Senators Barbara Boxer (D-Calif.) and Rand Paul (R-Ky.) Jan. 29 announced they would be introducing legislation, “The Invest in Transportation Act of 2015,” that would attempt to generate new resources for the Highway Trust Fund (HTF) by allowing U.S. multinational companies to voluntarily bring overseas earnings back to the U.S. at a reduced tax rate. Boxer said, “I hope this proposal will jumpstart the negotiations on addressing the shortfall in the HTF, which is already creating uncertainty that is bad for business, bad for workers and bad for the economy.” Sen. Paul added the proposal, “would mean no new taxes, but more revenue, and it is a solution that should win support from both political parties.”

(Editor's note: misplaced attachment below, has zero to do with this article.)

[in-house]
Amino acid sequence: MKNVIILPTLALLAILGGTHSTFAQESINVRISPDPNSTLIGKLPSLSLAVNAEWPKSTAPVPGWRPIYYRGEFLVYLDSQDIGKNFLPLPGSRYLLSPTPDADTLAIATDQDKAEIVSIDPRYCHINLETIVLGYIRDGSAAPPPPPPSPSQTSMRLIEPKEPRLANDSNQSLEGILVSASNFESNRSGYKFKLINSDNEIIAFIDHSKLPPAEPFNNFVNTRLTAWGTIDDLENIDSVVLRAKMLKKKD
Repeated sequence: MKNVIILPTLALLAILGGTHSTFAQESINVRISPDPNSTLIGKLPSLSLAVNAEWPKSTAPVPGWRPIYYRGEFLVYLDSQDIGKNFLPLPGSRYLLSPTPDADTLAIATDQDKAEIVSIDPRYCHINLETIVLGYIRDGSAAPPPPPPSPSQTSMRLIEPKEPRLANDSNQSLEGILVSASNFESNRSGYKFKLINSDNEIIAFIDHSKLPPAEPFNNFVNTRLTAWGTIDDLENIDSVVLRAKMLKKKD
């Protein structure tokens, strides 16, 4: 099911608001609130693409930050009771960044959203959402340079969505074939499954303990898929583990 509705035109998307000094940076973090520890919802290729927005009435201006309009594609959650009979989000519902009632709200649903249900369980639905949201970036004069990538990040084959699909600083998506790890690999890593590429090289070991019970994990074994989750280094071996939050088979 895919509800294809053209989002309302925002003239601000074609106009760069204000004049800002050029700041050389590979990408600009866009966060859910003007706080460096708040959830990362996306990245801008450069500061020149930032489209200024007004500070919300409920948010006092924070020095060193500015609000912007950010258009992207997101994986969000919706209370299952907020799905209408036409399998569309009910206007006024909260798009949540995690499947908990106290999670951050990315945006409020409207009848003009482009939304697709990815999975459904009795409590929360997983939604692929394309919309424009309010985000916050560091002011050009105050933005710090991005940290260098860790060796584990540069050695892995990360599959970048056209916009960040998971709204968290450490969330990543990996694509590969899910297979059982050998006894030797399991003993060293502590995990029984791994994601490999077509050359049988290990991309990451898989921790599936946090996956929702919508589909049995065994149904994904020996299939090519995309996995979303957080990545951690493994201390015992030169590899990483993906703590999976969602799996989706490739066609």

The Boxer-Paul plan was immediately met with criticism from a number of sectors. The nonpartisan Center for Budget & Policy Priorities observed a similar “repatriation” plan from 2004 was a “dismal economic failure” and that the Joint Committee on Taxation as estimated “a new repatriation holiday would lose $96 billion over 11 years.” Reacting to the proposal, Senate Finance Committee Chairman Orrin Hatch (R-Utah) said, “Saying you’re going to use something that loses money to pay for anything is just wrong.” Senate Environment & Public Works Committee Chairman James Inhofe commented, “That’s not going to solve the problem…What we’re going to try to do is do it better.”
The responses to the Boxer-Paul plan should make clear to all that there are no easy solutions to stabilize and grow HTF revenues. The good news, however, is that this proposal and continuing talks about raising the federal motor fuels tax demonstrate members of Congress are actively working to find a path forward to end the cycle of recurring trust fund revenue crises and temporary highway/transit investment bills.